Temple Grandin

Until recently, I had never heard of Dr. Temple Grandin, but a friend and colleague who had seen the HBO movie about her encouraged me to see it.  I was intrigued by the idea of the person who thinks in pictures and was credited with revolutionizing an entire industry with her ingenious designs.  I also had met some students over the years that had high-functioning autism or Aspergers that had taken one or more of my technology education classes.  At that time, I didn’t understand why the child study team and parents and students felt like my classes would be a good fit.

Dr. Grandin’s most well-known technological achievement is the ingenious design of sweeping curving corrals for animals being moved to slaughter.  Above all this design demonstrates her understanding of ethics and social responsibility, which is important for all young people to understand.  The design also demonstrates a high understanding of technological systems and how their component parts interact.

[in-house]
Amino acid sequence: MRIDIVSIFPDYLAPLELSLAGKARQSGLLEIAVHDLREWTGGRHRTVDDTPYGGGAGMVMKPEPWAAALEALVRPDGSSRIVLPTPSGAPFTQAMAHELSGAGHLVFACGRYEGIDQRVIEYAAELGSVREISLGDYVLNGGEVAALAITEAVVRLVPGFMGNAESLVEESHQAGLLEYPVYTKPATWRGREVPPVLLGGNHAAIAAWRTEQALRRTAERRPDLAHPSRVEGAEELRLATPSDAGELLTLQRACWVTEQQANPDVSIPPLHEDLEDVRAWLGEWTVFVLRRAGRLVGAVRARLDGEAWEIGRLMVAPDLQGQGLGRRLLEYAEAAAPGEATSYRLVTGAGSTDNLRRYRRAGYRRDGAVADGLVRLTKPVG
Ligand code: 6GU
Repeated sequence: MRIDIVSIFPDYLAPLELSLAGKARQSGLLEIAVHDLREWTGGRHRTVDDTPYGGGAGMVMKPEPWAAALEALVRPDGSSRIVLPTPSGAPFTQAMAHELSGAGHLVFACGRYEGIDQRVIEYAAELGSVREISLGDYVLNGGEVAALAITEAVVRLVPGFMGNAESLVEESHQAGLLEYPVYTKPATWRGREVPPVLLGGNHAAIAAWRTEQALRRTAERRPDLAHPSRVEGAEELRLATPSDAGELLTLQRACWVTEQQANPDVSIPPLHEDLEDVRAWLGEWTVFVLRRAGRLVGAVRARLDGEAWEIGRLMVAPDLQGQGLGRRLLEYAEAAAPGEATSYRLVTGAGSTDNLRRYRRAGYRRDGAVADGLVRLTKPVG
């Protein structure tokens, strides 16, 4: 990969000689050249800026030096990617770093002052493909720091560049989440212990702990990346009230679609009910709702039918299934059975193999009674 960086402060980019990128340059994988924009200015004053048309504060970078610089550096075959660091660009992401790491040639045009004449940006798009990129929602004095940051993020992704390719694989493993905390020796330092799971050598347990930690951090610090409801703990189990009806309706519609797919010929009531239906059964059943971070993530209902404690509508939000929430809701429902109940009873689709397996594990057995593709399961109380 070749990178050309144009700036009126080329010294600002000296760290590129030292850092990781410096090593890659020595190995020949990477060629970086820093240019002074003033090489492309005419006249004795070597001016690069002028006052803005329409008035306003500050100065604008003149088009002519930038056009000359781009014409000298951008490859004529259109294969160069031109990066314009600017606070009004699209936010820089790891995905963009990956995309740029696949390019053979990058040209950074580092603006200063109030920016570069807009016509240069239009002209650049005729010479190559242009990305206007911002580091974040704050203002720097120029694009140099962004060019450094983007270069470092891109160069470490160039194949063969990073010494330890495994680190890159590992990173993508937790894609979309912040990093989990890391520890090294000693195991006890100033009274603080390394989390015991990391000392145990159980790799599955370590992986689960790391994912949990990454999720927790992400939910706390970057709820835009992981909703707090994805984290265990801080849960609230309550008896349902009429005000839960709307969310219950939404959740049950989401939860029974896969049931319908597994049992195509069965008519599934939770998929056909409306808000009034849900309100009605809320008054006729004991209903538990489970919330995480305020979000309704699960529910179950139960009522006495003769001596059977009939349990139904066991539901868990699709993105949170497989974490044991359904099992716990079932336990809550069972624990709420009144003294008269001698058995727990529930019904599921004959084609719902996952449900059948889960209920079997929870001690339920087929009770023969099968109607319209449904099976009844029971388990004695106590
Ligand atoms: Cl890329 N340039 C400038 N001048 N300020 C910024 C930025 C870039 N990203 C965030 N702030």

Dr. Grandin also understands her own strengths and challenges.  In light of her autism, she needed to learn how to communicate the great ideas that she was easily able to visualize (see her book Thinking In Pictures).  Actually drawing her ideas was something that she needed to work hard to learn and develop.  Further, as she was challenged to communicate verbally, she needed to learn how to sell and pitch her ideas in drawings much more than words.

I really appreciate what Dr. Grandin has to say in her TED talk about how we are losing the importance of hands on courses in our schools.  My feeling is that the pendulum has swung way too far in favor of traditional education and associated standardized testing that was designed for the turn of the 20th Century.

Our students can learn a lot from the ingenuity of Dr. Grandin and we need to work on developing the understandings she has of systems, ethics, and communication in our young people.  The movie is appropriate for a high school audience and our future teachers can take a lot from reading and viewing her materials.


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